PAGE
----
In response to Bin Laden’s death, many people have been reminding us that death is not something to be celebrated and chastising us for taking pleasure in the news of Bin Laden’s demise.

To these I say: you’re right, in general. But right here, right now? I respectfully suggest that you’re missing the point.

The point is not the death of Bin Laden the man. It’s never been about Bin Laden the man, any more than 9/11 was about destroying buildings.

I don’t celebrate the death of Bin Laden the man. Why should I? Bin Laden the man is insignificant. What I celebrate – what I think most people are celebrating – what I think is worth celebrating – is the demise of Bin Laden the symbol.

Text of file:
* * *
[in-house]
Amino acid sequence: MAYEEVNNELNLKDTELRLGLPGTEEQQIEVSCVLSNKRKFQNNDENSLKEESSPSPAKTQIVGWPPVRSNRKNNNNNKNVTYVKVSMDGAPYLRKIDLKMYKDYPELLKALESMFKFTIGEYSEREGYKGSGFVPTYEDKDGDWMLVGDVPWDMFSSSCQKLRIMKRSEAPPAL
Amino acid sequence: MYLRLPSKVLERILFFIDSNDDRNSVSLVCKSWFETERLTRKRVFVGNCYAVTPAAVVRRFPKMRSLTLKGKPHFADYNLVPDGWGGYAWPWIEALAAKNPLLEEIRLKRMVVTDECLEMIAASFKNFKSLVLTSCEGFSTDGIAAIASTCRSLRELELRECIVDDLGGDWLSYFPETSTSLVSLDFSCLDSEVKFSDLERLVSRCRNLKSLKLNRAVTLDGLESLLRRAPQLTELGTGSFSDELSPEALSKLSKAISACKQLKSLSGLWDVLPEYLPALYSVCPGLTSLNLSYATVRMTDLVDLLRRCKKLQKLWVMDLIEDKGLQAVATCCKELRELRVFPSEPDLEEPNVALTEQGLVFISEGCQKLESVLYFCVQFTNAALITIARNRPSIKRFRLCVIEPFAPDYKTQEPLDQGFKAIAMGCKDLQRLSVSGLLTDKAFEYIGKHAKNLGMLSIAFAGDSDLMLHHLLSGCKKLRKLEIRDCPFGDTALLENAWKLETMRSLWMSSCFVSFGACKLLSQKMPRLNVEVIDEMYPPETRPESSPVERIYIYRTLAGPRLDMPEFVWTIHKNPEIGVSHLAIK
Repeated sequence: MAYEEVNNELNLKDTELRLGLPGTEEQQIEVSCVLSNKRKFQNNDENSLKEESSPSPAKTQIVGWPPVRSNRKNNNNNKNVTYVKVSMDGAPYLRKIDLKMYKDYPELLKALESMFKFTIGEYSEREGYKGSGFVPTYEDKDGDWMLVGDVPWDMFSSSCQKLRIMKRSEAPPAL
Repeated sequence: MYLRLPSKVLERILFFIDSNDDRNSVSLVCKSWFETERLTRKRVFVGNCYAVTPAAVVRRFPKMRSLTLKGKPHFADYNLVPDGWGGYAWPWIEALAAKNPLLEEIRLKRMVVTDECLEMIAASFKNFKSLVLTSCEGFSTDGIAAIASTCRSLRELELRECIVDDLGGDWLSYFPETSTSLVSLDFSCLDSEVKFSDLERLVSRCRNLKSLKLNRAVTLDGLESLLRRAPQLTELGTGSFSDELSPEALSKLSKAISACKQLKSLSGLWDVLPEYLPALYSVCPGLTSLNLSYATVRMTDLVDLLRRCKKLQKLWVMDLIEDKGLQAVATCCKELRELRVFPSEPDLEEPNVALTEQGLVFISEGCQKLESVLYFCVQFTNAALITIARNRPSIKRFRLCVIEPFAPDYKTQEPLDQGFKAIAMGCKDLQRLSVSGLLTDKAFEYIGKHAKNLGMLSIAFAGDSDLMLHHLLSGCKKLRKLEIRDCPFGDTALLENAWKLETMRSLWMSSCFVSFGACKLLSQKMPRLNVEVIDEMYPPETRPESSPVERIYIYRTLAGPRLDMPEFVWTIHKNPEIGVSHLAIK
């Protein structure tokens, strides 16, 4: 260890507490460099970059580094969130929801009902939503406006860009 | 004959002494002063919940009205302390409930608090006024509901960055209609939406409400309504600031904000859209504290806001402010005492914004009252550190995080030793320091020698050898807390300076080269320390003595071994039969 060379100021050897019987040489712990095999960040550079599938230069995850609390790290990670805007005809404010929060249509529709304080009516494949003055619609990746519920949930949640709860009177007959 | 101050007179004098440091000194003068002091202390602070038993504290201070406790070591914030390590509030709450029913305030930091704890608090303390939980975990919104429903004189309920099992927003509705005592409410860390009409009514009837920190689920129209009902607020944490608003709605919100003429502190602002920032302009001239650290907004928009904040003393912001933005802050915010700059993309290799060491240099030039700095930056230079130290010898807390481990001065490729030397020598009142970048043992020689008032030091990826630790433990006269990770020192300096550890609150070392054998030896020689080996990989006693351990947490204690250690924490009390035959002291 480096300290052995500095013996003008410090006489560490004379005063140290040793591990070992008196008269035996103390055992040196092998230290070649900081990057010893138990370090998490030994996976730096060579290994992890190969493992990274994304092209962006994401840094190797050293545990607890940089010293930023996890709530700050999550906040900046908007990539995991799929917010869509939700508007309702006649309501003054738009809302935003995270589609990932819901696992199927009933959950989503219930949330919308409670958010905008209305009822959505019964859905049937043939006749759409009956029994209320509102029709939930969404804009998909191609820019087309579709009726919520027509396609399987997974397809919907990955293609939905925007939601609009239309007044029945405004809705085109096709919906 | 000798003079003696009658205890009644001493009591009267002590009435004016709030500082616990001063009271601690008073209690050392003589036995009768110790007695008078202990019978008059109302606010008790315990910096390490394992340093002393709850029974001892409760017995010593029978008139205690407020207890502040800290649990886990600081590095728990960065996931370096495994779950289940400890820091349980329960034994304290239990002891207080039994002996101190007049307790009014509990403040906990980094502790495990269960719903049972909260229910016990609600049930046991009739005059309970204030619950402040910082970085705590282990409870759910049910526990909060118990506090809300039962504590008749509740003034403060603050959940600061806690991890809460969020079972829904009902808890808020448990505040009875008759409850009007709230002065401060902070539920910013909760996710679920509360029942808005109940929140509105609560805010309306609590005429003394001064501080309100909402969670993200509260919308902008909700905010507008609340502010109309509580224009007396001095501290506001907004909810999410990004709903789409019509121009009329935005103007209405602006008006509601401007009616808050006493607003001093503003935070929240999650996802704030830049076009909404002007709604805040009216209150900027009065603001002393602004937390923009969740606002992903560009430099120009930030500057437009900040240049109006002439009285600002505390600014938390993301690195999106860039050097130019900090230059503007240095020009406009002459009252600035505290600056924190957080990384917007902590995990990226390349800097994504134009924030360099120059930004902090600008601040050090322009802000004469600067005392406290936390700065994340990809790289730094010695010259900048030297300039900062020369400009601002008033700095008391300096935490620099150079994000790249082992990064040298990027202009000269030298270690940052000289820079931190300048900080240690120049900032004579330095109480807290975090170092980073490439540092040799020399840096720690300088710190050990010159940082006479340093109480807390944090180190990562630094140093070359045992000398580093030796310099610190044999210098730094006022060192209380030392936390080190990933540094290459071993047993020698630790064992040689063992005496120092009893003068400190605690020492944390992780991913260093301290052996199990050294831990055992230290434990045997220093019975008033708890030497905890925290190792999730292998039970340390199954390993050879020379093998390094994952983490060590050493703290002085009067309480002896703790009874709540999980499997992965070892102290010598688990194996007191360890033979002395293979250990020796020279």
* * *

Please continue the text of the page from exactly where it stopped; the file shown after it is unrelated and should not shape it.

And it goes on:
Vengeance is not so simple as hate or bloodlust. Peace is not so simple as love (few things are as violent as love). Love by itself cannot conquer reckless hate, just as wisdom by itself cannot conquer a reckless fool. And vengeance is not the headlong pursuit of destruction.

People say, “Don’t pursue vengeance. It leaves you hollow.” But vengeance is like grief. Both rage inside you, and when they’re gone, both leave you empty and drained. But that emptiness isn’t a bad thing. It’s what allows you the room to rebuild.

So this is a small part of vengeance. This is a small part of grief. Violence is not peace – but it hollows out the space in which peace can, hopefully, be built.

The symbol is dead. Now – where will we choose to go from here?